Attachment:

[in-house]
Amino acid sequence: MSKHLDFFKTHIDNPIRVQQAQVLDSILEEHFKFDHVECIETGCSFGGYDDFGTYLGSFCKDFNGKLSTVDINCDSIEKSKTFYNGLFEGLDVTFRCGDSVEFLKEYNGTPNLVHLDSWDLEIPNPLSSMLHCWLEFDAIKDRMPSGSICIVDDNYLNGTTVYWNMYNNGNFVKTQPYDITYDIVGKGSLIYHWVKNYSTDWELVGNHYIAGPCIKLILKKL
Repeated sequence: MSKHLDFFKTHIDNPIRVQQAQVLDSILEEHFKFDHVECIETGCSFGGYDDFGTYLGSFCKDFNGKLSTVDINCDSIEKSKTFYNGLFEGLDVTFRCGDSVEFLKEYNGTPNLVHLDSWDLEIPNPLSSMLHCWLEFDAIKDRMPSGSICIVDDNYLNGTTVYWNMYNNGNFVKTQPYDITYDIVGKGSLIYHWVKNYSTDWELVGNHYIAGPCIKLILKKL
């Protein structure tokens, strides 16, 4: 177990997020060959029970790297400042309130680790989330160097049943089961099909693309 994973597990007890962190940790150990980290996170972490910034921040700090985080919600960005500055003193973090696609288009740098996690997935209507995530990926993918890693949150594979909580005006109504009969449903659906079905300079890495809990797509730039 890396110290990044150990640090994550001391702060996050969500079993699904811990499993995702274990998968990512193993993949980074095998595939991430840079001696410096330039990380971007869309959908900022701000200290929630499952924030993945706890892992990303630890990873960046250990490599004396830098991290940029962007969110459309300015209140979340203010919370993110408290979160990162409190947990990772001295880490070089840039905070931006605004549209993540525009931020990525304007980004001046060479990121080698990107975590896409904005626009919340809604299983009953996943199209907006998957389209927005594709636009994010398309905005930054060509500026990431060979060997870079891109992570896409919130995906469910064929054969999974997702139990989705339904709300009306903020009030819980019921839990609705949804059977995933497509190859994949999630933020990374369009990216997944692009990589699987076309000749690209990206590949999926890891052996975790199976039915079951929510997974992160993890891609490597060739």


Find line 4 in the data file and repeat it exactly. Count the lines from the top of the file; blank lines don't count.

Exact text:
């Protein structure tokens, strides 16, 4: 177990997020060959029970790297400042309130680790989330160097049943089961099909693309 994973597990007890962190940790150990980290996170972490910034921040700090985080919600960005500055003193973090696609288009740098996690997935209507995530990926993918890693949150594979909580005006109504009969449903659906079905300079890495809990797509730039 890396110290990044150990640090994550001391702060996050969500079993699904811990499993995702274990998968990512193993993949980074095998595939991430840079001696410096330039990380971007869309959908900022701000200290929630499952924030993945706890892992990303630890990873960046250990490599004396830098991290940029962007969110459309300015209140979340203010919370993110408290979160990162409190947990990772001295880490070089840039905070931006605004549209993540525009931020990525304007980004001046060479990121080698990107975590896409904005626009919340809604299983009953996943199209907006998957389209927005594709636009994010398309905005930054060509500026990431060979060997870079891109992570896409919130995906469910064929054969999974997702139990989705339904709300009306903020009030819980019921839990609705949804059977995933497509190859994949999630933020990374369009990216997944692009990589699987076309000749690209990206590949999926890891052996975790199976039915079951929510997974992160993890891609490597060739």